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Original article

CyberKnife Radiosurgery – Value as an Adjunct to Surgical Treatment of HCC?



CyberKnife radiosurgery (CK) is an effective tool for the treatment of malignancies. Its greatest potential is in high-dose radiosurgery delivered to targets in organs that move with respiration, e.g., liver tumors. For hepatocellular carcinoma (HCC), however, surgical treatment (resection, transplantation) is most likely to produce long-term survival; for non-resectable tumors, therapies other than radiosurgery are typically recommended. This study evaluated the long-lasting anti-tumor effects of CK combined with surgery in patients with HCC.

Materials and methods 

Eighteen patients (three women, 15 men) were included in this prospective observational study. They received 21 single-fraction CK treatments (26 Gy). Patient characteristics, treatment effects, tumor response (according to the Response Evaluation Criteria In Solid Tumors (RECIST) grading) and survival were measured for a median period of 29 months.


Local tumor control was achieved in 15 patients, with complete and partial remission observed in 10 and five patients, respectively. One patient was treated for two separate lesions in one session, and one received three treatments each separated by two-year intervals; both patients are tumor-free. Two patients showed minimal response, and in one patient local tumor viability could not be excluded by MRI. Nine patients had HCC recurrence, all distant to the treated site. Nine patients died during follow-up, including two with clear relation to tumor progress. Tumor-free survival was 79.4% after one year and 29.8% after three years, and the corresponding overall survival was 84.8% and 66%.


This study shows the high effectiveness of single-session frameless CyberKnife radiosurgery for treatment of hepatocellular carcinoma and reconfirms previous results of fractioned radiotherapy of HCC. It also demonstrates the potential of radiosurgery to be combined with surgical concepts.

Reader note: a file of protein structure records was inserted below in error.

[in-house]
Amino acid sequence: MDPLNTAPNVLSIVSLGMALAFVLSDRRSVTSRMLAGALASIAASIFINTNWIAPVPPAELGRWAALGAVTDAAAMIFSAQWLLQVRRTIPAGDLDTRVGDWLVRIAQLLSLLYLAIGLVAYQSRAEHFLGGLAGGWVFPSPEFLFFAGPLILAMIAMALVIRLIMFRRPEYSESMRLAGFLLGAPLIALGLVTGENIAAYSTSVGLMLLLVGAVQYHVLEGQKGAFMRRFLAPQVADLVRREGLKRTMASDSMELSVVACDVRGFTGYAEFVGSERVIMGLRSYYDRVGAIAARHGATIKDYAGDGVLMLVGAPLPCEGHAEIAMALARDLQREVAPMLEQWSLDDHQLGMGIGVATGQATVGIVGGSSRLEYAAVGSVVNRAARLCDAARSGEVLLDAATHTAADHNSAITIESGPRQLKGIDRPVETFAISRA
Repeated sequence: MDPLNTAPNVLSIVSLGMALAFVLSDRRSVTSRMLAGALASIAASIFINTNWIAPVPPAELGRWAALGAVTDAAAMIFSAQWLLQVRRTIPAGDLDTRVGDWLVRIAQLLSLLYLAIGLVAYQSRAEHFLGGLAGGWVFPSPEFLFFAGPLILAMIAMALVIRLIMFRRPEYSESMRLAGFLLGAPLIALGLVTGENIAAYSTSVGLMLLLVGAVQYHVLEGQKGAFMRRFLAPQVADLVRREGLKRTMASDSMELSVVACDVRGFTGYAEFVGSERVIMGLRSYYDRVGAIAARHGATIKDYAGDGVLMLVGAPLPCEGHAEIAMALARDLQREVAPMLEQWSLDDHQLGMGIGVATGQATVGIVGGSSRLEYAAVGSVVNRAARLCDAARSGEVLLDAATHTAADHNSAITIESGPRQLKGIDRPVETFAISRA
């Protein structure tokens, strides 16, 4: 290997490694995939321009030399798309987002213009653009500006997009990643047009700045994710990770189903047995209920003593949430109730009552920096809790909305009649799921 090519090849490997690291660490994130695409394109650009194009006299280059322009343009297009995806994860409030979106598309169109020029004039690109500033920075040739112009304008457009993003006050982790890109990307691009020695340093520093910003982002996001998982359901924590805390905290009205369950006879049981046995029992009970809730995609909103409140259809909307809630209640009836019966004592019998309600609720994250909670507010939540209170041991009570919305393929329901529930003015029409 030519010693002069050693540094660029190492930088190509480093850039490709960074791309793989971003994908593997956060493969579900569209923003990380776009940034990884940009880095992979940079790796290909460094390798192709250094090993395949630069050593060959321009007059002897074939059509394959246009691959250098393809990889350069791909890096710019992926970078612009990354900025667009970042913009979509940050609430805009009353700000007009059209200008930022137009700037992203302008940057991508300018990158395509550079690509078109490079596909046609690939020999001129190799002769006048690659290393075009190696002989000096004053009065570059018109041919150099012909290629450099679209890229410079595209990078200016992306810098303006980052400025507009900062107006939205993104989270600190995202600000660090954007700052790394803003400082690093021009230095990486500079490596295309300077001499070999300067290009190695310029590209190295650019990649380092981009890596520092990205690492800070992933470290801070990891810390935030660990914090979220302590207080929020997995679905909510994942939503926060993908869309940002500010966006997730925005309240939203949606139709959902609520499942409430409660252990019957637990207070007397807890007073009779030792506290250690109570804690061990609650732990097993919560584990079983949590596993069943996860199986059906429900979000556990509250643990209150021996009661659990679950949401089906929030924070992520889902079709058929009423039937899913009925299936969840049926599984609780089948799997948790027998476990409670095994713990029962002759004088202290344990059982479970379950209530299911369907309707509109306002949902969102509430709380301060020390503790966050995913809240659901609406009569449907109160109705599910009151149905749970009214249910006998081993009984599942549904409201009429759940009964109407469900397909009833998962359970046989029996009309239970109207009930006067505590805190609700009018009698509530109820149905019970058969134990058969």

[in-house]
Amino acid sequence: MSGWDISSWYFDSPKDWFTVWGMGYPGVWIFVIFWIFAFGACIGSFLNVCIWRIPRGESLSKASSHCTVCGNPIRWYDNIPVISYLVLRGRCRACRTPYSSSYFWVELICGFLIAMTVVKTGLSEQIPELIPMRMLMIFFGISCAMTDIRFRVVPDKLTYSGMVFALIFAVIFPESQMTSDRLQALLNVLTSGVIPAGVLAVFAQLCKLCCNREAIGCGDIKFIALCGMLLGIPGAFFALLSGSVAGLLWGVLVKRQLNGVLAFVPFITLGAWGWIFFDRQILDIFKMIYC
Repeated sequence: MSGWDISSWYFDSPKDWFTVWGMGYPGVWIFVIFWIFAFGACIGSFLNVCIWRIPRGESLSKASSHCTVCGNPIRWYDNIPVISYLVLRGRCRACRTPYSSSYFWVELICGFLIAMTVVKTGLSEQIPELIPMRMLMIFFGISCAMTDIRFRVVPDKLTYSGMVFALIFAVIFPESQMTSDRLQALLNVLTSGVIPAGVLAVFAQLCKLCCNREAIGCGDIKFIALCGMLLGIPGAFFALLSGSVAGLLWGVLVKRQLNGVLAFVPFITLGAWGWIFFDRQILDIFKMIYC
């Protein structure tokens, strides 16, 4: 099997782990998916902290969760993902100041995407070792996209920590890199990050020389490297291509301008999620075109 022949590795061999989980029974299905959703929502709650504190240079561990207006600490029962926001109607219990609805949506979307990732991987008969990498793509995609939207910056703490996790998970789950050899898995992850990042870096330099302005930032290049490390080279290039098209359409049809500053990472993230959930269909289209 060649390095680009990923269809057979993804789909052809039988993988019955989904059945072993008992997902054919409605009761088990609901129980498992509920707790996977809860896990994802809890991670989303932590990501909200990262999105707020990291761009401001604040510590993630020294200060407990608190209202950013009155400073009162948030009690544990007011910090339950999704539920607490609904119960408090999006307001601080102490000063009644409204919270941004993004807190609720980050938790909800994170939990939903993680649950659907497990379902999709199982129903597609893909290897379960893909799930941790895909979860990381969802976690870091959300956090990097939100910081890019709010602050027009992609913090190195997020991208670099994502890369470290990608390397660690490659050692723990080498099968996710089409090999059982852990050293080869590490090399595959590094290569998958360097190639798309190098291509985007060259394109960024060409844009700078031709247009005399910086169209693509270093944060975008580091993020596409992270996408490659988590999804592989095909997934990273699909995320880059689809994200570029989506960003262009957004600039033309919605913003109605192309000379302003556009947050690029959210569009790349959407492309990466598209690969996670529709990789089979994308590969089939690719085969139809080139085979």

Patients with primary liver tumors, such as hepatocellular carcinoma (HCC), have several treatment options according to guideline-based recommendations [1-2]. Anatomical surgical resection is considered to offer the best long-term prognosis for tumor-free and overall survival for patients not eligible for liver transplantation [3]. However, surgery in patients with liver cirrhosis, the usual etiology for HCC, is associated with considerable risk of perioperative morbidity and mortality [4-6]. Alternatively, radiofrequency ablation, transarterial embolization, and radiotherapy are locally ablative strategies allowing local tumor control for smaller tumors [7]. In recent years, stereotactic body radiotherapy (SBRT) [8-9] evolved to become a new therapeutic tool for oligometastases and primary malignancies. This technique allows for effective ablation of malignant liver tumors without clinically relevant radiation exposure of surrounding tissue [10], thereby reducing the risk for radiation-induced liver disease (RILD) [10-11]. Studies from Japan with large patient populations examined the feasibility and effectiveness of conventional SBRT with fractionated doses between 40-60 Gy in 4-10 sessions. Survival rates of 53% with a median follow-up of 68.3 months were obtained for patients with HCC [12]. In the same study, disease-free and distant metastases-free survival reached 39.9% and 76.3%, respectively [12]. However, SBRT delivered with conventional linear accelerators is far from being an ideal treatment method. Complex immobilization devices are typically required to suppress respiratory motion of the liver so that high doses can be effectively targeted to the tumor while sparing normal tissues [8,12]. The therapeutic concept of radiosurgery was initially designed by Lars Leksell, a Swedish neurosurgeon, half a century ago [13]. In this first version (now called the Gamma Knife), a coordinate system in the form of a calibrated metal frame was attached to the patient's head, enabling immobilization and precise targeting (within 0.5 mm) of the region of interest. This allowed only treatment of the brain and upper spine in a single-session radiosurgical approach. More recently computer-assisted frameless radiosurgical systems have emerged that allow the extension of radiosurgery outside the brain, such as to the lung or liver [14-17].